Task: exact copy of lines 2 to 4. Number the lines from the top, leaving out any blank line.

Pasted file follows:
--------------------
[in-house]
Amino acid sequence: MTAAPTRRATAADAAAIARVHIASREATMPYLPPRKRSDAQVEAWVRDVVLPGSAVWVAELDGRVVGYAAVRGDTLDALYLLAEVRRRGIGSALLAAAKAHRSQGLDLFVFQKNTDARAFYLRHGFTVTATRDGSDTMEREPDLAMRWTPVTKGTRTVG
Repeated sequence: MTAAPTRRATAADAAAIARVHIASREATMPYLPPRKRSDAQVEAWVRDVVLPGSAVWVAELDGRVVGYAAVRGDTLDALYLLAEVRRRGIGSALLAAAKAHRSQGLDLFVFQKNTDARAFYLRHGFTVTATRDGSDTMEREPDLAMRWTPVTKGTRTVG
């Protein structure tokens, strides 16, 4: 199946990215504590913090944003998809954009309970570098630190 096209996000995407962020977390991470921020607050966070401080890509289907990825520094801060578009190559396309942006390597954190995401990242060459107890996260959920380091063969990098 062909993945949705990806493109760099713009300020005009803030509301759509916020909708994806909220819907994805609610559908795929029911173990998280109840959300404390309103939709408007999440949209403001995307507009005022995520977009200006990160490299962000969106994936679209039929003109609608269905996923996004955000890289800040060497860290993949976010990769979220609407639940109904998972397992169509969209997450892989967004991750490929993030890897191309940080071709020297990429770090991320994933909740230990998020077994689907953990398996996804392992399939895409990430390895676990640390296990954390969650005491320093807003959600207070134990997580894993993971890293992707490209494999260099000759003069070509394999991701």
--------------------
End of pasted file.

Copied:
Amino acid sequence: MTAAPTRRATAADAAAIARVHIASREATMPYLPPRKRSDAQVEAWVRDVVLPGSAVWVAELDGRVVGYAAVRGDTLDALYLLAEVRRRGIGSALLAAAKAHRSQGLDLFVFQKNTDARAFYLRHGFTVTATRDGSDTMEREPDLAMRWTPVTKGTRTVG
Repeated sequence: MTAAPTRRATAADAAAIARVHIASREATMPYLPPRKRSDAQVEAWVRDVVLPGSAVWVAELDGRVVGYAAVRGDTLDALYLLAEVRRRGIGSALLAAAKAHRSQGLDLFVFQKNTDARAFYLRHGFTVTATRDGSDTMEREPDLAMRWTPVTKGTRTVG
């Protein structure tokens, strides 16, 4: 199946990215504590913090944003998809954009309970570098630190 096209996000995407962020977390991470921020607050966070401080890509289907990825520094801060578009190559396309942006390597954190995401990242060459107890996260959920380091063969990098 062909993945949705990806493109760099713009300020005009803030509301759509916020909708994806909220819907994805609610559908795929029911173990998280109840959300404390309103939709408007999440949209403001995307507009005022995520977009200006990160490299962000969106994936679209039929003109609608269905996923996004955000890289800040060497860290993949976010990769979220609407639940109904998972397992169509969209997450892989967004991750490929993030890897191309940080071709020297990429770090991320994933909740230990998020077994689907953990398996996804392992399939895409990430390895676990640390296990954390969650005491320093807003959600207070134990997580894993993971890293992707490209494999260099000759003069070509394999991701």